Apr 19, 2013

Comedy Review: "Oh My God" by Louis CK

By Paul Krueger

It’s tricky, writing a review of a stand-up special.  Reviewers, in an effort to prevent spoilers, could fall into three paragraphs’ worth of platitudes that don’t actually reveal anything about the special.  Or, on the other side of things, they could just end up writing out bullet points of premises and punchlines that would look like Louis CK’s set list, if he ever bothered to write any.

So here we are at Wine & Pop, threading the needle as best we can.  Oh My God, which premiered this past Saturday on HBO, is not CK’s strongest hour to date.  But it’s an improvement over last year’s Live at the Beacon Theater, a special that would have been outstanding for any other comedian but was anemic in the face of the precedent his previous specials had set.  This time, CK performs on a round stage in a venue in Phoenix, Arizona.  
“This is easily the nicest place for many miles in any direction,” he says in his opening bit, adding: “That’s how you compliment a building and shit on a town in one sentence.”

As a comedy geek, I understood the significance of the venue immediately.  CK has often cited George Carlin as one of his greatest idols and influences, and Carlin filmed his 1978 special Again! on the exact same stage.  And CK, as director, carefully shot it so the finished product flows seamlessly, despite all the turning and pacing he had to do onstage to make sure everyone got their fair share of face time.  I can’t imagine it was much fun to spend ninety percent of a show looking at the man’s sweat-soaked back, but the broadcast version spares viewers that fate.

CK traded in his usual black t-shirt in favor of a dark polo (with visible black tee underneath), but that’s about the only thing that’s changed.  Which is not to say the material’s at all gotten stale.  In fact, it’s a tribute to CK’s comedic abilities that he’s able to riff on his favorite subjects (getting old, fatherhood, human excrement) year after year and still come up with fresh and funny concepts each time around.  If jokes about letting everyone with nut allergies die for the sake of human progress aren’t your cup of tea, I doubt this will be the special that turns you around on Louis CK.  But otherwise, you’re in good (and sweaty) hands.

One element I appreciated about Oh My God, especially as compared to Live at the Beacon Theater: restraint.  Oh My God’s venue is more extravagant, to be sure, and CK’s dusted off a shirt with a collar, but his material and delivery have taken a more grounded turn.  In last year’s special, I found myself taken out of moments when he would indulge in larger-than-life antics, like belting Bad Company lyrics to communicate the potence of modern marijuana.  In Oh My God, he still shows his usual enthusiasm, but he’s back now to letting the laughter come to him; last year, it rather felt at times as though he were chasing it.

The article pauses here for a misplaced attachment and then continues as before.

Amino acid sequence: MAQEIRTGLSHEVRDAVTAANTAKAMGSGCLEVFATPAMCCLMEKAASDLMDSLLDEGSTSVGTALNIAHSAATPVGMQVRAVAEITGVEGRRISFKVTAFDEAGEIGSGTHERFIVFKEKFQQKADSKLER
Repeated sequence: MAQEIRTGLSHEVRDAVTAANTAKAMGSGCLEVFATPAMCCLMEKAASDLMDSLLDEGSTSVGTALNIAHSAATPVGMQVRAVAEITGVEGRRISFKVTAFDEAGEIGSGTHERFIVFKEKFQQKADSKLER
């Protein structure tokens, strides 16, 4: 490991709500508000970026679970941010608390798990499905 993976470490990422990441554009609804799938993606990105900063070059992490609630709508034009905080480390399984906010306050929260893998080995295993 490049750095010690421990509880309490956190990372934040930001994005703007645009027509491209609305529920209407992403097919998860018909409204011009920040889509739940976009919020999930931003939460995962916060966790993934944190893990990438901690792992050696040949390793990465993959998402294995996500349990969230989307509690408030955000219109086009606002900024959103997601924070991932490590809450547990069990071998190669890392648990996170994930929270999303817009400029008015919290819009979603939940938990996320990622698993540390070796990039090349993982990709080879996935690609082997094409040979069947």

I’ve now mentioned Live at the Beacon Theater several times in this review, and there’s a few reasons for that.  For one, it’s a fairer standard of comparison than, say, the most recent season of Louie; both are hilarious and sprang like Athena from CK’s bald pate, but they’re different animals.  But beyond that, my hands are somewhat tied as far as discussing actual content, so I instead wish to speculate as to how Oh My God will be remembered by Louis CK fans, and comedy fans in general.

Live at the Beacon Theater was unfortunately overshadowed by its unorthodox method of deployment: a method that may have also contributed to overhype and subsequent disappointment.  Presumably, HBO dropped a Berlin Airlift’s worth of money into CK’s lap to stop him from doing it again, so Oh My God doesn’t have that problem.  Its problem, such as it is, is that few of its bits are breakaway home-runs.  To move forward with the baseball analogy, what CK has served up with Oh My God is a special full of triples, with the occasional double.  

The hour does have one grand slam, though, and CK wisely saves it for the end.  The bit, titled “Of Course, But Maybe,” demonstrates the ways he attempts to reconcile his ethical beliefs with his more pragmatic and evil thoughts.  It’s a wonder he hasn’t written the bit before now; it’s a perfect distillation of his comedic sensibility.  After a solid hour of observations on the nature of general human awfulness, it’s the time in the special he sets aside to ask what all of it really means and says about us.

Of course, his conclusions involve mass suffering and death.  But maybe, when you get past the artifice of expression and dig into the idea under its hood, he’s onto something.

Grade: B+

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